Before unbeaten boxers Jose Ramirez Jr. and Josh Taylor duke it out for undisputed Super Lightweight supremacy on ESPN+, Bantamweight bruisers Cody Garbrandt and Rob Font will headline UFC’s return to the APEX in Las Vegas, Nevada. UFC Vegas 27 will also see former women’s Strawweight champ Carla Esparza attempt to halt Yan Xiaonan’s violent rise and David Dvorak meet Raulian Paiva in an under-the-radar Flyweight slugfest.
Four “Prelims” undercard bouts remain to be examined (check out the first batch here), and luckily, we’ve done the hard part for you. Read on ...
145 lbs.: Ricardo Ramos vs. Bill Algeo
“Lookin’ for a Fight” veteran Ricardo Ramos (14-3) went 4-1 as a UFC Bantamweight before returning to 145, where he finished Eduardo Garagorri with a bonus-winning rear-naked choke. He started strong against Lerone Murphy his next time out, only to succumb to ground-and-pound late in the first.
His 10 finishes are split 7/3 between submissions and (technical) knockouts.
Less than three weeks after returning to the win column under the Cage Fury banner, Bill Algeo (14-5) made his short-notice UFC debut against Ricardo Lamas, falling short but walking away with “Fight of the Night” honors. He returned to action just three months later with an upset decision of Spike Carlyle to improve his current run to 6-2.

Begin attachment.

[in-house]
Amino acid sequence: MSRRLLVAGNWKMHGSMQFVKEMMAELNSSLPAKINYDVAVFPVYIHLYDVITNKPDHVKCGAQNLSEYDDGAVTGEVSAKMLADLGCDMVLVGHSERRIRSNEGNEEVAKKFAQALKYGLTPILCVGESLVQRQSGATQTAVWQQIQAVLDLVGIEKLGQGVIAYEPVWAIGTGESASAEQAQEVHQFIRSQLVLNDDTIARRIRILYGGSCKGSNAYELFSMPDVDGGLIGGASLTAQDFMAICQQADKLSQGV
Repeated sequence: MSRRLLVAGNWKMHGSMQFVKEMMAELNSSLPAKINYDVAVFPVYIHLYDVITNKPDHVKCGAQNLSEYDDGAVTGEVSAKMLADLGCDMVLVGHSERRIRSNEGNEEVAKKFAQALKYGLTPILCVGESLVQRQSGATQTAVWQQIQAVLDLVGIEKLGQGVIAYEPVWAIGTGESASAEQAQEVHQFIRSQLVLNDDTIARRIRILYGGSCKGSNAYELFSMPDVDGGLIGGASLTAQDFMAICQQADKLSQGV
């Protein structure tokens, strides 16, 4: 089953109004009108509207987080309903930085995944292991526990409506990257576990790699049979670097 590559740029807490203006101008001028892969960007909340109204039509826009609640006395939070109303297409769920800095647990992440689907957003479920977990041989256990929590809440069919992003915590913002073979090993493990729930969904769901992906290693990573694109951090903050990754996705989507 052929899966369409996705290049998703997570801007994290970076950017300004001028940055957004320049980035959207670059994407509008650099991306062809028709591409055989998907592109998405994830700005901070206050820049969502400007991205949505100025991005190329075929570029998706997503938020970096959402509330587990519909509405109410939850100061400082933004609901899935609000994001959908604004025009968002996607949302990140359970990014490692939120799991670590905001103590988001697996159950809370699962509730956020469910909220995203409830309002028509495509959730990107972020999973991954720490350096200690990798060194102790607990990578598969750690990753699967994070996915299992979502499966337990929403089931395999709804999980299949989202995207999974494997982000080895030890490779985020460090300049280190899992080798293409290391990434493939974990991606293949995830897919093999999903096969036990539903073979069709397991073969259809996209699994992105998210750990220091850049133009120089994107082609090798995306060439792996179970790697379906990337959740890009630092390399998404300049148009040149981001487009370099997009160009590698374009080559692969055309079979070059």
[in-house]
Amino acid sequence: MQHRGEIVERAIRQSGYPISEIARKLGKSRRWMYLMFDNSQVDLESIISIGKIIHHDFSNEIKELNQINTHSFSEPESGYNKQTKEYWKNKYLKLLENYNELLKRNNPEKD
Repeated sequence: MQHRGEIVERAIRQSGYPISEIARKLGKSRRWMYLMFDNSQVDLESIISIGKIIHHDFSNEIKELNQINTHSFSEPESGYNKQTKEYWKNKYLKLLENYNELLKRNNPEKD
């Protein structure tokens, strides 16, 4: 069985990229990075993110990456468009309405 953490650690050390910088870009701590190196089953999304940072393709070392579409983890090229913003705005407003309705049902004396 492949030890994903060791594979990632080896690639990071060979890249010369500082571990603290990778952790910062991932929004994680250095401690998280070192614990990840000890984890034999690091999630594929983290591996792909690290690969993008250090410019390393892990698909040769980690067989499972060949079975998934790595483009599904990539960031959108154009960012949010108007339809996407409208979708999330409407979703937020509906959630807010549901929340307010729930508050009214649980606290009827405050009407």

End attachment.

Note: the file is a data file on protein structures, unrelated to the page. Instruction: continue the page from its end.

He stands three inches taller than Ramos at 6’0.”
This has the potential to be a sleeper “Fight of the Night” contender. Algeo’s high-octane attack and disregard for defense make him a consistent entertainer, while Ramos is capable of some incredible feats of violence on both the feet and the mat. All signs point to 15 minutes of dynamic action with Ramos standing victorious.
Though Algeo is an excellent scrambler, the consistency with which Carlyle managed to force the clinch bodes ill for him, as Ramos makes up for his relative lack of brute strength with excellent back takes. With the striking mostly even, it’ll come down to the ground exchanges, which Ramos figures to win comfortably. In the end, lengthy stretches of top and back control seal the deal for “Carcacinha.”
Prediction: Ramos via unanimous decision
265 lbs.: Ben Rothwell vs. Chris Barnett
Four consecutive finishes — including stunning stoppages of Alistair Overeem and Josh Barnett — had Ben Rothwell (38-13) on the brink of Heavyweight contention back in 2016. It’s all been downhill since, as he’s gone 2-4, while missing two years because of a United States Anti-Doping Agency (USADA) violation.
All told, 34 of his 38 professional wins have come inside the distance, 22 of them by form of knockout.
Chris Barnett (21-6) started his professional career 13-1 before hitting a 2-5 skid, capped off by a knockout loss to UFC veteran Alex Nicholson. He’s since put together a six-fight win streak, most recently scoring a sub-minute knockout in Sept. 2020.
“Beast Boy” replaces Askar Mozharov, himself a late replacement for Philipe Lins, on short notice.
Rothwell’s only wins in the last five years came against Stefan Struve, who was beating “Big Ben” before a number of gruesome low blows turned the tide, and a natural Light Heavyweight in Ovince St. Preux. Still, I’m just barely leaning his way here. That’s because he’ll have massive height and reach advantages over the 5’9” Barnett and his chin remains impregnable, giving him the tools to win a slugfest. In addition, Barnett last competed at Openweight, so there’s a non-zero chance the cut to 265 pounds gives him issues.
Barnett does figure to be a much better mover than the lumbering Rothwell, so he could potentially potshot his way to a decision, but his willingness to mix it up figures to work against him. In sum, Rothwell lands the heavier blows in an incredibly close affair.